Edwards, Adam McSharry, Josephine Brennan, Louise Connolly, and Sharron Murray
A battle of good vs. evil, through
music and dance.
March 9th, 2002
Excellent dancing, combined with some great fiddling, but it felt
uninspired, and looked more like a variety show than a professional dance
Perhaps I went in with expectations raised higher than they should have been.
After all, this show is made by some of the same people who created the
tremendous Riverdance. I was expecting a fun,
energetic show with some type of loose story to it. It took me well into the
second half to figure out any plausible story. And the dancing lacked a certain
inspiration and passion.
It was almost as if they were trying too hard. At the end of both halves, the
lead Lord looked like he was searching for a standing ovation, when the troupe
definitely didn't deserve it. The problem may indeed lie in expectations. This
was not traditional Celtic dancing. There was definitely some of that, but
mostly it was some new mix of styles. There was some ballet, combined with step
dancing, and some strange choreography that I don't think I can even begin to
The traditional stuff I enjoyed. The dancers were really good. But they were
rarely great. When they were dancing together, they formed a nice troupe,
but since they were all doing the same thing, it seemed rather simple. Only when
the Lord of each group came out did things get a little more interesting, as
there was a bit of variety, and there was more than one spot to look at.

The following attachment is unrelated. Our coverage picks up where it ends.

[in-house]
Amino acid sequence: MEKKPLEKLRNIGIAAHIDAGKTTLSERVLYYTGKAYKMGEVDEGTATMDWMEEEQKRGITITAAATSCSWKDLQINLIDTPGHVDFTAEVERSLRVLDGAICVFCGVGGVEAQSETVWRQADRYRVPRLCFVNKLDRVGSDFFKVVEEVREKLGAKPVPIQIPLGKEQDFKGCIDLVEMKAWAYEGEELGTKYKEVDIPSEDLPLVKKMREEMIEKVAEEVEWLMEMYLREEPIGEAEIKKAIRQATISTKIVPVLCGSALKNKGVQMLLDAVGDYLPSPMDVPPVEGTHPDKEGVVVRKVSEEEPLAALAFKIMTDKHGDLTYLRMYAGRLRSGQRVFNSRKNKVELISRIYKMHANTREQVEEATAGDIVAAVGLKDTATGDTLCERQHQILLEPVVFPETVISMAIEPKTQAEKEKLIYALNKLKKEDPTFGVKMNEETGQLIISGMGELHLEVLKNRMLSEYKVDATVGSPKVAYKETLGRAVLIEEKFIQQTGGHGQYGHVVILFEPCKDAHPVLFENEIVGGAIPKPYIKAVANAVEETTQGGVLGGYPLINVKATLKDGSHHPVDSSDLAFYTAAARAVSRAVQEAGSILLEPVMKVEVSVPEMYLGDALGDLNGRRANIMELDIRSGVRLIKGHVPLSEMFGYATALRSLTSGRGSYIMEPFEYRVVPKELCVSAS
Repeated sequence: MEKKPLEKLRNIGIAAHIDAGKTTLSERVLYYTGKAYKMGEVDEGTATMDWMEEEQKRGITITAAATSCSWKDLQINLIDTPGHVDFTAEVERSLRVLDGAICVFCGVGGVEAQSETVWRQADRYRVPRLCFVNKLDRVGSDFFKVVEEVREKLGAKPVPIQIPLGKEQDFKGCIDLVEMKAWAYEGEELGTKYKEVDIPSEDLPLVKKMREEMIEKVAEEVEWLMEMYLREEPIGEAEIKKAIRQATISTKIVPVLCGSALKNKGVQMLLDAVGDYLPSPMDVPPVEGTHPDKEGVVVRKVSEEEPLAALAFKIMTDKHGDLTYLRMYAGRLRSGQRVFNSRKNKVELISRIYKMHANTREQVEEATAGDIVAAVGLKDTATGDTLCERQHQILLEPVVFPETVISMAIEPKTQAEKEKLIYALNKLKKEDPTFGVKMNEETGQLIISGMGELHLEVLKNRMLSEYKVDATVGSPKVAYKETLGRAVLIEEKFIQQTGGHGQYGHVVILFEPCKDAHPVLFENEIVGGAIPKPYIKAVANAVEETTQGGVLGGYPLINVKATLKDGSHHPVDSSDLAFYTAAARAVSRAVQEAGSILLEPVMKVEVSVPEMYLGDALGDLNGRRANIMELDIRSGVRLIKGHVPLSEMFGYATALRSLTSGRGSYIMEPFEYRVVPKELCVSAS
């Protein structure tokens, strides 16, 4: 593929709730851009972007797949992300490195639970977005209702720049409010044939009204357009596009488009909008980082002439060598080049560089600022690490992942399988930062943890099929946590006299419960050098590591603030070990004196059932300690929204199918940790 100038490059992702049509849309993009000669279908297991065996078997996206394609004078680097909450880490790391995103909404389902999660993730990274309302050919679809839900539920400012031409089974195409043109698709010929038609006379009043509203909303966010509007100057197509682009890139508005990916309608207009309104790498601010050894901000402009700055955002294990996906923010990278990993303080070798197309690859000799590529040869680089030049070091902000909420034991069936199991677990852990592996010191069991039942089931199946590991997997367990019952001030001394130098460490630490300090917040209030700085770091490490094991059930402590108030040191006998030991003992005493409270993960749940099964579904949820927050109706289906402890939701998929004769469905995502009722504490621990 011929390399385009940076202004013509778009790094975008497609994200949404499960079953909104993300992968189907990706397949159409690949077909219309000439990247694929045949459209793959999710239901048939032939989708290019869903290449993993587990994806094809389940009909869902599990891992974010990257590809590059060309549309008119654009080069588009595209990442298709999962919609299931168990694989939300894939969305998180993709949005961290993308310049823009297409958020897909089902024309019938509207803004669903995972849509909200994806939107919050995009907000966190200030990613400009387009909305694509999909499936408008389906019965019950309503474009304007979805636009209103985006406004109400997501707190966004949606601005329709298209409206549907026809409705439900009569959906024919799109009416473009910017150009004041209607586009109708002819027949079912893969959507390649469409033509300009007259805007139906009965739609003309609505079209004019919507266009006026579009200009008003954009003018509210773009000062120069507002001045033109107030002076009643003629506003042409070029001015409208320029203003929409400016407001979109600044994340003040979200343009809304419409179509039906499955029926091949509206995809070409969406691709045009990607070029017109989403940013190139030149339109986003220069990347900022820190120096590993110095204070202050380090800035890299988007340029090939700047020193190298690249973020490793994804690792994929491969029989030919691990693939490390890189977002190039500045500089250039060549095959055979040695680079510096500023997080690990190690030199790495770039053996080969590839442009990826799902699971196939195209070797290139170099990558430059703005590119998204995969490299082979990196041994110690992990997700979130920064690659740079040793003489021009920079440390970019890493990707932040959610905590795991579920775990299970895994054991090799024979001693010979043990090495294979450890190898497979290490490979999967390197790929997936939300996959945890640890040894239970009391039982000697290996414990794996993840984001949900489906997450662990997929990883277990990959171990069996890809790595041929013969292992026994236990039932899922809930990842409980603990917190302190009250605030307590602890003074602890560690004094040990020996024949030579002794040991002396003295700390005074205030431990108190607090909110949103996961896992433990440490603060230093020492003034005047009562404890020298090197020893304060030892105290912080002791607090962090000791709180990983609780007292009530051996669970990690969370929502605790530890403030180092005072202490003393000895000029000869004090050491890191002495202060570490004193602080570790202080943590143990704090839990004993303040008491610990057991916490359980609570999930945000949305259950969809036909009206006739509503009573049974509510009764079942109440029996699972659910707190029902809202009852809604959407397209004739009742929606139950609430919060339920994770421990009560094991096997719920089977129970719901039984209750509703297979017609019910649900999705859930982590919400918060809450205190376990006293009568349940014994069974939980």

The show seemed to be about temptation and war. There were two gangs, which
performed a stylized brawl on the stage, facing off in various forms of dance
competition while fighting. The fight looked very silly. Some of the moves might
have been better done with fencing foils instead of bare fists. The Dark Lord
eventually steals the "belt" (similar to a boxing champion's belt) by force.
Fortunately, the Lord is rescued by a pixie. Lord had rescued her from the Dark
Lord earlier in the show, but I don't know what her purpose was in the story.
There are also two woman dancers, one strong and serene, the other sexy and
tempting, in a bright red dress (every time I say that phrase, I think of
The Matrix!). Lord loves the strong one, who
can dance up a storm with her maids, but the temptress sort of slinks around the
stage, doing mostly ballet, enticing him. He is caught in between them, but
eventually chooses the right one, of course.
The story seemed to emerge only in the second half of the show. The first half
was probably setting up the stage for all this, but I didn't get it. The show
opened with a great setup, very druid-like, as the pixie played the main theme
on her flute, which was beautiful and terrific. I have always loved that theme,
from the hymn at church. "Dance, dance, wherever you may be, I am the Lord of
the Dance, said he... I will raise you up where ever you may be, for I am the
Lord of the Dance, said he..." I think I'm mixing up some of the words, but it
goes something like that. Anyway, it's the tune that I love, and she played it
wonderfully. The other dancers were carrying torches as she played this, and
almost everything was still, peaceful.
But every time the acts changed, it was like a sudden discontinuity in the show.